RALEIGH, N.C. — North Carolina State University (NCSU) dive and swim team athletes bonded, not only as teammates, but also as members of the LGBTQ community during their competition years that ranged from 2006-2014.
“With the negative reputation North Carolina has gotten since the passage of House Bill 2 this year, you might not expect one of the country’s queerest teams in recent years would be in the Tar Heel State,” Outsports SB Nation reported.
SB Nation added that of the five they interviewed for their news story, only four would allow their names to be used. Those individuals were Derek Ernst (swimmer 2006-09), Jimmy Ross (swimmer 2008-12), Hudson Rains (diver 2009-13), and Chris Arcara (diver 2009-14).
Texas native Rains shared that when he was being recruited, he had visited the University of North Carolina at Chapel Hill, but declined that option due to a “threatening, violent comment about the LGBT community” by one of its swimmers. Instead he chose NCSU. During his collegiate career he finished in the top 10 in diving Atlantic Coast Conference championships. He also was involved in the university’s GLBT Center activities.
Arcara shared the he felt supported at NCSU.
Not everyone had a positive experience, however. Ernst hoped that the words shared with the team in a speech he gave to them during his departure, helped to make a difference in how the team accepted its gay athletes. “I’m leaving. I’m not happy on this team anymore, and I wish you guys all the best luck but I’m just done.” At the end, several applauded. Ernst’s decision to leave the team was based upon an injury, coupled with his discomfort with being bullied, innuendo and lies spread about his sexual encounters.
Ross joined the team in his freshman year when Ernst was a junior. Even though he began to come out in high school, he was reticent in telling his teammates after witnessing how they treated Ernst. Eventually, Ernst invited Ross to accompany him to a local gay bar and it was there that Ross shared his sexual orientation with Ernst. Ross told his teammates the next year when he felt comfortable to do so and even dated the fifth gay man during this time period.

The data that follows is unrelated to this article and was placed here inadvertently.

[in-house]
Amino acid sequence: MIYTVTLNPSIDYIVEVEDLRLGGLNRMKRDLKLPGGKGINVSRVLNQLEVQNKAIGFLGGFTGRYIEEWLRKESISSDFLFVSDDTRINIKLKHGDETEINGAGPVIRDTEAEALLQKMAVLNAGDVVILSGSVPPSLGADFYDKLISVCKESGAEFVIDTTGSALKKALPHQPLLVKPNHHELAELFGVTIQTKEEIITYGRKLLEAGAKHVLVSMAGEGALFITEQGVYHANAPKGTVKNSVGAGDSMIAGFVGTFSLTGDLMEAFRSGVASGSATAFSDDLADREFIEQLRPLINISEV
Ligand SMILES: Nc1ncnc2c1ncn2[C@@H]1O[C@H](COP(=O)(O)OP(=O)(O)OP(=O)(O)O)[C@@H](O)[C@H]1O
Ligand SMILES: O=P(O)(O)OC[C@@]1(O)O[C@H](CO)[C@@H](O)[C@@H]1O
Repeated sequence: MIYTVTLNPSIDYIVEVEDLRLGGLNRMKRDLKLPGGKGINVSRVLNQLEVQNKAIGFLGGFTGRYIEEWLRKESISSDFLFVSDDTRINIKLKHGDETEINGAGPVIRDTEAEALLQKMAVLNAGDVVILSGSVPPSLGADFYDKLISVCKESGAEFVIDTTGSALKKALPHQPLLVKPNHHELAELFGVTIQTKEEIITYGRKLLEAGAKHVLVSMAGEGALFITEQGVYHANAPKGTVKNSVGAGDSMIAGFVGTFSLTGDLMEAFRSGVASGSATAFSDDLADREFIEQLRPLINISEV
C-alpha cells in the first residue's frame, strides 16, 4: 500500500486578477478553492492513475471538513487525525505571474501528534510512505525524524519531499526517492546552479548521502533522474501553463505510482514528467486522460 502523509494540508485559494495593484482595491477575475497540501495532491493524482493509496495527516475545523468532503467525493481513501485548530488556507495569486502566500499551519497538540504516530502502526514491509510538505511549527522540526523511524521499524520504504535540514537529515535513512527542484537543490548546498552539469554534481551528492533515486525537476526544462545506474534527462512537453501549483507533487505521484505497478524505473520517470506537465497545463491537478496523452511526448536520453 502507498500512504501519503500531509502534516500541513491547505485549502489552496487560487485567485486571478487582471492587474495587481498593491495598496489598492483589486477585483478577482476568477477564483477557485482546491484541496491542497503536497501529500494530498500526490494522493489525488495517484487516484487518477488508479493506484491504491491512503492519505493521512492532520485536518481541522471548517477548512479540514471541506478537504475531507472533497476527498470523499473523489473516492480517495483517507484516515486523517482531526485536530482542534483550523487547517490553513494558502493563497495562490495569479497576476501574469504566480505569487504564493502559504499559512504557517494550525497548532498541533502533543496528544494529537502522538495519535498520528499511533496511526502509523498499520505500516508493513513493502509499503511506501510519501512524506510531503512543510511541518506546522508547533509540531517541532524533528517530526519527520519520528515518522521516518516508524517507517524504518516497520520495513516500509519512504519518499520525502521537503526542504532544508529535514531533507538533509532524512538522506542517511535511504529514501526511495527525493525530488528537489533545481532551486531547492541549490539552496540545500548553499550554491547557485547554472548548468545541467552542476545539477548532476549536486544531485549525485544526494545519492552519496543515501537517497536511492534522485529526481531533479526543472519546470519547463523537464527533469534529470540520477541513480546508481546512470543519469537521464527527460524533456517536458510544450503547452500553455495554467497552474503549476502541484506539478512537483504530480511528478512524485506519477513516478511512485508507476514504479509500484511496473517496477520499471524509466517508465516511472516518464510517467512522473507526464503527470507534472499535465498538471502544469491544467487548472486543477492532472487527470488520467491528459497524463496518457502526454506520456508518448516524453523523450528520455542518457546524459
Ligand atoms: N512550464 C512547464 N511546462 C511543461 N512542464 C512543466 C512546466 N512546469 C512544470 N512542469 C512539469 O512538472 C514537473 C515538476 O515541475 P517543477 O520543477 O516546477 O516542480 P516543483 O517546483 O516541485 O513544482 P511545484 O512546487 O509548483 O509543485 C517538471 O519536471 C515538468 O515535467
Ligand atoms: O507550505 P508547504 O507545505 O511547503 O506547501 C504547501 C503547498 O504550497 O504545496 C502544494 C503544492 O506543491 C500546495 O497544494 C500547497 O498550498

The only one left of the four to still live in Raleigh, Acara felt that the recent move by the conference and the National Collegiate Athletic Association to relocate their events outside North Carolina because of HB2 to be “bittersweet.”
He told SB Nation, “I’m so proud that the ACC and the NCAA recognize the injustice aimed towards a large number of their athletes whom are affected and victimized by hate and prejudice. … On one hand, this is a huge step towards acceptance and equality. On the other hand, it’s too bad that we had to retreat to go forward.”
Even with the conference’s steps, it still remains that none of its schools are on any of the top LGBTQ-friendly lists from the 2017 Princeton Review or the 2016 Top 25 Best College rankings. Louisville, incidentally, made Campus Pride’s 2016 Top 30.
In a related story, the University of South Carolina’s director of baseball operations, Tyson Lusk, came out on National Coming Out Day on Oct. 11. Since then, he has received nothing but support from the school’s baseball coaches and players. He said that it had been great and that his fear and anxiety of sharing he was gay to the team has been put to rest. There has been no change in the way in which he is treated. In fact, he has received encouragement from administrators and staff.
Coincidently, Lusk’s previous post was at Chapel Hill.
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